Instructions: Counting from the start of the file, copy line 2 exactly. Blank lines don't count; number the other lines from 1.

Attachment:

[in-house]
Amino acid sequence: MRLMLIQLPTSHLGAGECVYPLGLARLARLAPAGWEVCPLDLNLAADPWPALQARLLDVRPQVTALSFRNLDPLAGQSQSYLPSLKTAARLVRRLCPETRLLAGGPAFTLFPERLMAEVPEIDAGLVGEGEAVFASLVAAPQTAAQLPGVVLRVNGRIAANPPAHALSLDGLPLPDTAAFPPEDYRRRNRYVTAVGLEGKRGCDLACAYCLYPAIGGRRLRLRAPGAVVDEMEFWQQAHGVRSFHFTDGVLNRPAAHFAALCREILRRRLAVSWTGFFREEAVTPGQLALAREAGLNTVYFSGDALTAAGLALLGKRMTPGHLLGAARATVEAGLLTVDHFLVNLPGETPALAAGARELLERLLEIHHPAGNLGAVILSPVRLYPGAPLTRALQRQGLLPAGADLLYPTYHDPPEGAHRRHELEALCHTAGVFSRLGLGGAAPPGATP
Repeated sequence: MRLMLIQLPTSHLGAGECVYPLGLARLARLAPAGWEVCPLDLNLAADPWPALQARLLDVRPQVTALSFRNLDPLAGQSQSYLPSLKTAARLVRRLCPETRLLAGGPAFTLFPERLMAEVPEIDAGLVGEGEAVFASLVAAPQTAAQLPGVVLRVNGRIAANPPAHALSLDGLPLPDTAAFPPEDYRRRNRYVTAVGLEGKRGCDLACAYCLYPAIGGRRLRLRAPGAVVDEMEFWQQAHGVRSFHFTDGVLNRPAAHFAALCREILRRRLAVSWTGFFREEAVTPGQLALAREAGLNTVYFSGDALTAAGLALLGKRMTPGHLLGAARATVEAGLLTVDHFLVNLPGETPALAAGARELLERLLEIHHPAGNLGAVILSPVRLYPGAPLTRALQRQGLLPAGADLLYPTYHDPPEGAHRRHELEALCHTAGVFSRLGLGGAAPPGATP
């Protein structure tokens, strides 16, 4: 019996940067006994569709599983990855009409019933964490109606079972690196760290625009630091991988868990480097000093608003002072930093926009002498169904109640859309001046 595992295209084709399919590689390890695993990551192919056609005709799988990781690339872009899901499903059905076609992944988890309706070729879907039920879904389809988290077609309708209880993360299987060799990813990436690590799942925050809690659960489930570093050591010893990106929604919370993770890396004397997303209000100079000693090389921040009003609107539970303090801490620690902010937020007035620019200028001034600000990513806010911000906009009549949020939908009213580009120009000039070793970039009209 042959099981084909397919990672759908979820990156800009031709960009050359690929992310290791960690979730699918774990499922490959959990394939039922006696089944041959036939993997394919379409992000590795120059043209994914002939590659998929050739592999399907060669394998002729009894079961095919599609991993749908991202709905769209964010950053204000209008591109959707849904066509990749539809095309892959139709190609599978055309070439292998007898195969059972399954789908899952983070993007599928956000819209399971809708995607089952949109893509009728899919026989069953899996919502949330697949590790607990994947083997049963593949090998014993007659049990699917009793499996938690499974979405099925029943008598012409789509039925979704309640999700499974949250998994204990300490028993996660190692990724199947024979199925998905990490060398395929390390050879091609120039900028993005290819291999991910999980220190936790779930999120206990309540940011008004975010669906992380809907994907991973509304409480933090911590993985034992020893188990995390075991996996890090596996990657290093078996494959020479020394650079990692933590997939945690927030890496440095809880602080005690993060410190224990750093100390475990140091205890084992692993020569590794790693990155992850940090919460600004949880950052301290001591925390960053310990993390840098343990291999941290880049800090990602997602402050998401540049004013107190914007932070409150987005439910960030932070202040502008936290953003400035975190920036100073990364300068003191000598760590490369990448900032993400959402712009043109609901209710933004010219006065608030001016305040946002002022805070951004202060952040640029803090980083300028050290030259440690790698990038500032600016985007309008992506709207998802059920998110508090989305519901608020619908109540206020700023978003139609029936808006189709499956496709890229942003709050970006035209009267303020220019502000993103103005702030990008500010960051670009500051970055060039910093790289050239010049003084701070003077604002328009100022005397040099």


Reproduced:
Amino acid sequence: MRLMLIQLPTSHLGAGECVYPLGLARLARLAPAGWEVCPLDLNLAADPWPALQARLLDVRPQVTALSFRNLDPLAGQSQSYLPSLKTAARLVRRLCPETRLLAGGPAFTLFPERLMAEVPEIDAGLVGEGEAVFASLVAAPQTAAQLPGVVLRVNGRIAANPPAHALSLDGLPLPDTAAFPPEDYRRRNRYVTAVGLEGKRGCDLACAYCLYPAIGGRRLRLRAPGAVVDEMEFWQQAHGVRSFHFTDGVLNRPAAHFAALCREILRRRLAVSWTGFFREEAVTPGQLALAREAGLNTVYFSGDALTAAGLALLGKRMTPGHLLGAARATVEAGLLTVDHFLVNLPGETPALAAGARELLERLLEIHHPAGNLGAVILSPVRLYPGAPLTRALQRQGLLPAGADLLYPTYHDPPEGAHRRHELEALCHTAGVFSRLGLGGAAPPGATP